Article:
The History of British India, Volume 3

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Baldwin, Cradock, and Joy, 1820 - Hindus

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Page 53 - I do not trust to Mr. Francis's promises of candour, convinced that he is incapable of it. I judge of his public conduct by his private, which I have found to be void of truth and honour.
Page 422 - I hope I shall not depart from the simplicity of official language in saying, the majesty of justice ought to be approached with solicitation, not descend to provoke or invite it, much less to debase itself by the suggestion of wrongs, and the promise of redress, with the denunciation of punishments before trial, and even before accusation.
Page 148 - Committee of the House of Commons, appointed to inquire into the Bankrupt Laws ; and i This and the two preceding motions were lost by large majorities.
Page 292 - I have been surprised to meet with several English flags flying in places which I have passed; and on the river I do not believe that I passed a boat without one.
Page 300 - The conduct of the Company's servants upon this occasion," says James Mill in his History of British India, " furnishes one of the most remarkable instances upon record of the power of interest to extinguish all sense of justice, and even of shame.
Page 514 - AGRA. the emperor flings himself into the hands of the Mahrattas, or any other power, we are disengaged from him, and it may open a fair opportunity of withholding the twenty-six lacs of rupees we now pay him.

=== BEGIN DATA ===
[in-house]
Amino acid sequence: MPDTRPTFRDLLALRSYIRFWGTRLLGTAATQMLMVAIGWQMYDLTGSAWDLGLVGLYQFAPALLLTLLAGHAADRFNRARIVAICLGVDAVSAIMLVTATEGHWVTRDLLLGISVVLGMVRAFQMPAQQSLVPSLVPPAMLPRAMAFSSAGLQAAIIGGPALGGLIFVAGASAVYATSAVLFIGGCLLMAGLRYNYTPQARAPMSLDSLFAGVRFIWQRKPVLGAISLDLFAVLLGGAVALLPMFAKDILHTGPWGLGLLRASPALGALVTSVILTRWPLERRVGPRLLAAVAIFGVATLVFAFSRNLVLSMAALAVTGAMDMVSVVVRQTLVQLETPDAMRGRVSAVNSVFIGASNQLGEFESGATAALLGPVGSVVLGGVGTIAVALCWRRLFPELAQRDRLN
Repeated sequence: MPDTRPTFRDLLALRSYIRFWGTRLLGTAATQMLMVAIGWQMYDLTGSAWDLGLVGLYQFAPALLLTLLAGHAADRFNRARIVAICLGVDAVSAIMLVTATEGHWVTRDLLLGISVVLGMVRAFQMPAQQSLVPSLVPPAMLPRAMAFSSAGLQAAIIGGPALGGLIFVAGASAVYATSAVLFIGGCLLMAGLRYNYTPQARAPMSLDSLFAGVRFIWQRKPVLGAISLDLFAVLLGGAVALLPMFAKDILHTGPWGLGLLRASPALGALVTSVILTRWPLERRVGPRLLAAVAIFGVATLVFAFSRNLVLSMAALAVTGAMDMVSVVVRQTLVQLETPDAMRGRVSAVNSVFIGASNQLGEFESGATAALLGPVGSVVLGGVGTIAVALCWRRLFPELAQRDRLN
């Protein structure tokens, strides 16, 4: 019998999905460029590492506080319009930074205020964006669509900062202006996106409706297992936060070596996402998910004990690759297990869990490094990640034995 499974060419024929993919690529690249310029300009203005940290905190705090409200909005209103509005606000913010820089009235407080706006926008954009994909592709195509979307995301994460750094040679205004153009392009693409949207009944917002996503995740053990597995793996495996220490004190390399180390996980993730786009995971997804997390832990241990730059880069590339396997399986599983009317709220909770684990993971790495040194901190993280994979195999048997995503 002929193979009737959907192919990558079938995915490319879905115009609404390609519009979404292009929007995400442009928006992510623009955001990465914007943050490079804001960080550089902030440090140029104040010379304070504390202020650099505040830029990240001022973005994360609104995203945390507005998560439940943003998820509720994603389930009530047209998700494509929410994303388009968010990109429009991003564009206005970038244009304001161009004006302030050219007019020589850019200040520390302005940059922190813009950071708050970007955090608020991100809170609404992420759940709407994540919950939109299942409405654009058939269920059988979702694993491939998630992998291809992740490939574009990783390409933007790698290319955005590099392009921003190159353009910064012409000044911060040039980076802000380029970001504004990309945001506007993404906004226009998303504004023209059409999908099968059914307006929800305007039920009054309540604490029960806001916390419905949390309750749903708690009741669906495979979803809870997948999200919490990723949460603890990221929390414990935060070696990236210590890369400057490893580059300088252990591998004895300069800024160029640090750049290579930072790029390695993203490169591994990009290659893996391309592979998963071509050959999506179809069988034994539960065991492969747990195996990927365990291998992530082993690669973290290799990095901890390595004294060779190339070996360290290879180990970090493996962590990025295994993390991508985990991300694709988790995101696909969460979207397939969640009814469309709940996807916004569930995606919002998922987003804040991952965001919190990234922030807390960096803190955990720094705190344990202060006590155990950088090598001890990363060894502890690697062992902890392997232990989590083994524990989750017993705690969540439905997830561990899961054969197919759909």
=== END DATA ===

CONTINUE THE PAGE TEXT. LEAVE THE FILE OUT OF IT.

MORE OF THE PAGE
Page 386 - Under the Sanction of a Soubah every encroachment that may be attempted by Foreign Powers can effectually be crushed without any apparent Interposition of our own Authority ; and all real Grievances complained of by them, can, through the same channel, be examined into and redressed. Be it therefore always remembered that there is a...
Page 461 - The Nazims exacted what they could from the Zemindars, and great Farmers of the Revenue, whom they left at Liberty to plunder all below them reserving to themselves the Prerogative of Plundering them in their Turn, when they were supposed to have enriched themselves with the Spoils of the country.
Page 462 - to stand forth as Diwan and by the agency of the Company's servants to take upon themselves the entire care and management of the revenues."!
Page 359 - To go farther, is in my opinion, a scheme so extravagantly ambitious and absurd, that no Governor and Council in their senses can ever adopt it, unless the whole system of the Company's interest be first entirely new modelled.

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